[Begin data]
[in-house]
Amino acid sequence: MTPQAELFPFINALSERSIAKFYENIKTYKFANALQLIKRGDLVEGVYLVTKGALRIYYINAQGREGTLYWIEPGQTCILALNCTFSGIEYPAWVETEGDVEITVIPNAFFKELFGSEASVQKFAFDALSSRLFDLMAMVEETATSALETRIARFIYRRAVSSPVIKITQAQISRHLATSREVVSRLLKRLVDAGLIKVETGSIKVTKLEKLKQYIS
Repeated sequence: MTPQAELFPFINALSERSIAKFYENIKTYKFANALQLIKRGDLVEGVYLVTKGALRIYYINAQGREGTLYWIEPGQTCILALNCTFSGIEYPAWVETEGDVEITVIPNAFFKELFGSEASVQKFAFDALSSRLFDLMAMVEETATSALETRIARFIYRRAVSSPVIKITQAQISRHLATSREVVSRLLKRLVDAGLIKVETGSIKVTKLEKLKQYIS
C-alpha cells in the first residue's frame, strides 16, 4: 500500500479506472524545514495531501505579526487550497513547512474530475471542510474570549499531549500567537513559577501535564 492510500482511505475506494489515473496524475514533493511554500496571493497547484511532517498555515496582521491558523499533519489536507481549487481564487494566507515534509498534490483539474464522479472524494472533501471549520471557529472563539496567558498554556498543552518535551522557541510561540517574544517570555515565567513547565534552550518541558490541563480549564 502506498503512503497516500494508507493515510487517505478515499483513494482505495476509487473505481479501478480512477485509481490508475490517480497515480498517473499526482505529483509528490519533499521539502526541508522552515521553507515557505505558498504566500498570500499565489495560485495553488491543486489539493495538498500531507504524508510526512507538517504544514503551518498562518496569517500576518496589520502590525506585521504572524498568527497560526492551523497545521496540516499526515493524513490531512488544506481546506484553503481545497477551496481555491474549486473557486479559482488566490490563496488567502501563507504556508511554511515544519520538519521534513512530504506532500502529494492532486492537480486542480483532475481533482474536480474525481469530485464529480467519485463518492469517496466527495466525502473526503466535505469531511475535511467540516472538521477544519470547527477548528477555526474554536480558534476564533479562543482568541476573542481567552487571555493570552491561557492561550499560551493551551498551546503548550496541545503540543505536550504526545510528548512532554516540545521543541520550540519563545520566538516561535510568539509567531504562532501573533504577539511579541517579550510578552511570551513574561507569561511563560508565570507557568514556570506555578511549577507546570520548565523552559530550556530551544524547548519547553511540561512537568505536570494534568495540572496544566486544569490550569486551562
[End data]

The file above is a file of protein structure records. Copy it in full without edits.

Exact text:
[in-house]
Amino acid sequence: MTPQAELFPFINALSERSIAKFYENIKTYKFANALQLIKRGDLVEGVYLVTKGALRIYYINAQGREGTLYWIEPGQTCILALNCTFSGIEYPAWVETEGDVEITVIPNAFFKELFGSEASVQKFAFDALSSRLFDLMAMVEETATSALETRIARFIYRRAVSSPVIKITQAQISRHLATSREVVSRLLKRLVDAGLIKVETGSIKVTKLEKLKQYIS
Repeated sequence: MTPQAELFPFINALSERSIAKFYENIKTYKFANALQLIKRGDLVEGVYLVTKGALRIYYINAQGREGTLYWIEPGQTCILALNCTFSGIEYPAWVETEGDVEITVIPNAFFKELFGSEASVQKFAFDALSSRLFDLMAMVEETATSALETRIARFIYRRAVSSPVIKITQAQISRHLATSREVVSRLLKRLVDAGLIKVETGSIKVTKLEKLKQYIS
C-alpha cells in the first residue's frame, strides 16, 4: 500500500479506472524545514495531501505579526487550497513547512474530475471542510474570549499531549500567537513559577501535564 492510500482511505475506494489515473496524475514533493511554500496571493497547484511532517498555515496582521491558523499533519489536507481549487481564487494566507515534509498534490483539474464522479472524494472533501471549520471557529472563539496567558498554556498543552518535551522557541510561540517574544517570555515565567513547565534552550518541558490541563480549564 502506498503512503497516500494508507493515510487517505478515499483513494482505495476509487473505481479501478480512477485509481490508475490517480497515480498517473499526482505529483509528490519533499521539502526541508522552515521553507515557505505558498504566500498570500499565489495560485495553488491543486489539493495538498500531507504524508510526512507538517504544514503551518498562518496569517500576518496589520502590525506585521504572524498568527497560526492551523497545521496540516499526515493524513490531512488544506481546506484553503481545497477551496481555491474549486473557486479559482488566490490563496488567502501563507504556508511554511515544519520538519521534513512530504506532500502529494492532486492537480486542480483532475481533482474536480474525481469530485464529480467519485463518492469517496466527495466525502473526503466535505469531511475535511467540516472538521477544519470547527477548528477555526474554536480558534476564533479562543482568541476573542481567552487571555493570552491561557492561550499560551493551551498551546503548550496541545503540543505536550504526545510528548512532554516540545521543541520550540519563545520566538516561535510568539509567531504562532501573533504577539511579541517579550510578552511570551513574561507569561511563560508565570507557568514556570506555578511549577507546570520548565523552559530550556530551544524547548519547553511540561512537568505536570494534568495540572496544566486544569490550569486551562